At the beginning of this year, achieving a high school diploma as an adult learner in Memphis, TN, was the hardest it has been in decades. Forget the barriers of transportation, child care, money, and discouragement. Forget being tested on new material, paying at least 15% more to test, or having your previous progress erased at the new year. The reason high school diplomas were hard to come by was because you simply could not test.
It took 2 and a half months before Memphis residents could take the High School Equivalency Test (HiSET), a new test of High School proficiency to compete with the GED, in Shelby County. In fact, there was no test of high school proficiency offered at all in January and the only option for February or early March was to take the GED (General Educational Development) test at Southwest Tennessee Community College’s Macon Road campus near Germantown- almost 30 minutes from Downtown (longer by bus).
It is unclear why a credential that only benefits the city (and nation as a whole), the lack of which is well documented as being a trap for folks to remain poor, would be so elusive for nearly a quarter year, especially in a city already injured by the symptoms and causes of poverty. But the fact remains that GED and ETS (the companies offering high school equivalency tests in Tennessee), the state’s Department of Labor and Workforce Development, and Shelby County Schools failed in the first two and a half months of the year to make the tests accessible to residents in the city.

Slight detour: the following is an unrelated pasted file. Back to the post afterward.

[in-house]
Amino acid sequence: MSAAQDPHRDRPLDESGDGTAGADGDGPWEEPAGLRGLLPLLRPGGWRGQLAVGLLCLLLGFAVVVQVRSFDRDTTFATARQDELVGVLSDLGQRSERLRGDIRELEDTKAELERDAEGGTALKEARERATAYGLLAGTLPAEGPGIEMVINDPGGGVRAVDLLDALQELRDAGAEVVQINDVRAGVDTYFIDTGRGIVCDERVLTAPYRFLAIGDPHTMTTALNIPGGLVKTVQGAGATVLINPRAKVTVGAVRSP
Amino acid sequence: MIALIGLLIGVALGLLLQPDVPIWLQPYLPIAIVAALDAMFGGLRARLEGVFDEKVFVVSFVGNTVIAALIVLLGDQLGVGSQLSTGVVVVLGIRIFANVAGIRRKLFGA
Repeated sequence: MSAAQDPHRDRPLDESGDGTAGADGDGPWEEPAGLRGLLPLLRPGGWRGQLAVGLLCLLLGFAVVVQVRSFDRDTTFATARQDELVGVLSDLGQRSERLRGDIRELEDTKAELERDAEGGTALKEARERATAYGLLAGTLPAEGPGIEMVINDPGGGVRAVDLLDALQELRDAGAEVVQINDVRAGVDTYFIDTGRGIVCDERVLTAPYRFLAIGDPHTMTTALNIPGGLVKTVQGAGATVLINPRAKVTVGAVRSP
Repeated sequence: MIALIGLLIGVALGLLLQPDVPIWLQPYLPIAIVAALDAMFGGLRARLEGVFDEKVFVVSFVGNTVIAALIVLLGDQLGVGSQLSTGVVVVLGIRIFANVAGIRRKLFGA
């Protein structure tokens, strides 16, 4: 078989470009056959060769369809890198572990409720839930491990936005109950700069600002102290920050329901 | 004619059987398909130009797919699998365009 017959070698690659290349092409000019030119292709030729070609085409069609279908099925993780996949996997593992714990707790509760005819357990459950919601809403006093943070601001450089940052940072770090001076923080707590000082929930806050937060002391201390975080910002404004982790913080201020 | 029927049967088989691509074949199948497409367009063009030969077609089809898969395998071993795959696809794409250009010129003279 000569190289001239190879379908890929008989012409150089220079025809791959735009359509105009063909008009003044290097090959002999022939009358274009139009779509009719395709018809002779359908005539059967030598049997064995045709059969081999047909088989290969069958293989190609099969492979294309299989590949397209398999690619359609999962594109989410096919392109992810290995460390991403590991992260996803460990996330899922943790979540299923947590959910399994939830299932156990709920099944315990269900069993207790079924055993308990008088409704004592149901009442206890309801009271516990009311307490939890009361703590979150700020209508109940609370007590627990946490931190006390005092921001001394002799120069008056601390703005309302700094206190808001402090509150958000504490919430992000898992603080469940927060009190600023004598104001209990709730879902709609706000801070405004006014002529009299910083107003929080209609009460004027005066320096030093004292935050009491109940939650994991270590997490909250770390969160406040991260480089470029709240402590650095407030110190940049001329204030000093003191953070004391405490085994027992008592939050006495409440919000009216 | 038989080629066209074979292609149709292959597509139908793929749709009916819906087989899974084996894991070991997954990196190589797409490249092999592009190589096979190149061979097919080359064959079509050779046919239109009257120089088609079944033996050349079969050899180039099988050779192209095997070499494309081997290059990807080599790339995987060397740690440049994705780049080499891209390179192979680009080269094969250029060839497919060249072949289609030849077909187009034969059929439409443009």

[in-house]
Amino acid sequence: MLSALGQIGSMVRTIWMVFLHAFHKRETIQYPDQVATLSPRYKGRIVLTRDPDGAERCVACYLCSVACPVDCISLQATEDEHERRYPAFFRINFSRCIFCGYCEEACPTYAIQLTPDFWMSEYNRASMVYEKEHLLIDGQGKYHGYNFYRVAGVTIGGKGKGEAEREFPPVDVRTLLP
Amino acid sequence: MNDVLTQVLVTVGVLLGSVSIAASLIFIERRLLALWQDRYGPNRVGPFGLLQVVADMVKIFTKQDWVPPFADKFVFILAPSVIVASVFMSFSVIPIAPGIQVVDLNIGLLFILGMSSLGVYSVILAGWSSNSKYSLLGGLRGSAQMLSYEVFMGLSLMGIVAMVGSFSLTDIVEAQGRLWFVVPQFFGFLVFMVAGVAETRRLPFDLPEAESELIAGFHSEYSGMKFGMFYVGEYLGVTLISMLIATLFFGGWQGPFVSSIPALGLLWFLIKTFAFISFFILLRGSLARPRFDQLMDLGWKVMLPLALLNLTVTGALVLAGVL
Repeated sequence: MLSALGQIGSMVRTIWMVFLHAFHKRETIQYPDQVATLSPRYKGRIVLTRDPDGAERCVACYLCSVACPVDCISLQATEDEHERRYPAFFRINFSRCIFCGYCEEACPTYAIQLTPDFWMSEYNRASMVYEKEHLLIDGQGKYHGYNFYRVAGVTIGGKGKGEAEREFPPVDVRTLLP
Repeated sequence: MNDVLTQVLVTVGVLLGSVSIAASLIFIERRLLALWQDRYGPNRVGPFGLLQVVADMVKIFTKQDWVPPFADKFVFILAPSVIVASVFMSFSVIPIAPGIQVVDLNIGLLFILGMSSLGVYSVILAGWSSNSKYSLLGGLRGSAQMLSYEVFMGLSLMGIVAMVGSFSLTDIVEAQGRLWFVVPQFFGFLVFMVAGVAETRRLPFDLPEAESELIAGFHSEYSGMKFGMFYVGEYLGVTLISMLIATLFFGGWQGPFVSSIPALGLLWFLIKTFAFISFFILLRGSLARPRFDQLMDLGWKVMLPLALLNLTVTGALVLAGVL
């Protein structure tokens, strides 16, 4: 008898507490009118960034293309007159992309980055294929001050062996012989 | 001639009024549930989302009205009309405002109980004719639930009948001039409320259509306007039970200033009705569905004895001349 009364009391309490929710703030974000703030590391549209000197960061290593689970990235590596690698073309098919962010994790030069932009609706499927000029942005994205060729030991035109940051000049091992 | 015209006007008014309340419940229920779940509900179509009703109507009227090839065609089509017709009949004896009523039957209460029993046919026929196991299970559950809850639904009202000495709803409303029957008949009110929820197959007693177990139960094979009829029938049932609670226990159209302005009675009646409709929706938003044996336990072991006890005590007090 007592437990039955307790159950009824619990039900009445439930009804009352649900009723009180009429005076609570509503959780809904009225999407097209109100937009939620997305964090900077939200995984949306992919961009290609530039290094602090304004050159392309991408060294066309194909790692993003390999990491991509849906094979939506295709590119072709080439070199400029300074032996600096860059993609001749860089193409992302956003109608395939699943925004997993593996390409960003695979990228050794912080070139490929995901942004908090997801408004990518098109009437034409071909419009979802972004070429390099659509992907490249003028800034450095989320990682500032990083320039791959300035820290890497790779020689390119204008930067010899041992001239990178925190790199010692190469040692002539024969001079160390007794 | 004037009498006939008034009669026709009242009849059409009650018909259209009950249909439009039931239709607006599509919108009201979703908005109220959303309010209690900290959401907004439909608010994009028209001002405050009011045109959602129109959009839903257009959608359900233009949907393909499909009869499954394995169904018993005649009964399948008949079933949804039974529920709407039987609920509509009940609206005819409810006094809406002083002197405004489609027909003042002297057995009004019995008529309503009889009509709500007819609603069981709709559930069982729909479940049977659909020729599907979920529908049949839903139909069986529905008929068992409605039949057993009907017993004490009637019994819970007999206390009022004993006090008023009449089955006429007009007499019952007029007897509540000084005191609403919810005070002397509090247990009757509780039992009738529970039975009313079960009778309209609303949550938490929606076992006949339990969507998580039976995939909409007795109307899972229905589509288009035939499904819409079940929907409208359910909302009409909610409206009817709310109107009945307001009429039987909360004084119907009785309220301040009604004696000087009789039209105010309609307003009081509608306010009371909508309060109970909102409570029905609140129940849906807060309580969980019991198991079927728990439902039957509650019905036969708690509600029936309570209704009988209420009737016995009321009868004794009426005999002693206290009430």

Despite this setback, the first 2 high school diplomas obtained by students in Advance Memphis High School Equivalency Program were earned during the first week that the HiSET was offered in Shelby County. This should not be a surprise. It should be widely known that a high school diploma earned via the GED or HiSET tests represents more than a mastery of the basics of algebra, geometry, English syntax, or US history. Earning a high school diploma as an adult learner proves that the recipient is a hard worker, can finish what they start, can show up when required, and is driven to do more with their life. Waiting to take the test was just another hurdle in the track toward helping themselves toward a better life. For most of my students, their high school graduation is not the end of their journey. Instead, it is a key to open the door to new beginnings, new opportunities, and even new lives. When we refused people the chance to test we didn’t simple fail to offer a finish line, we failed to offer a starting line.
Every GED or High School Equivalency success is a testament to our students’ perseverance; this year, it’s truer than ever.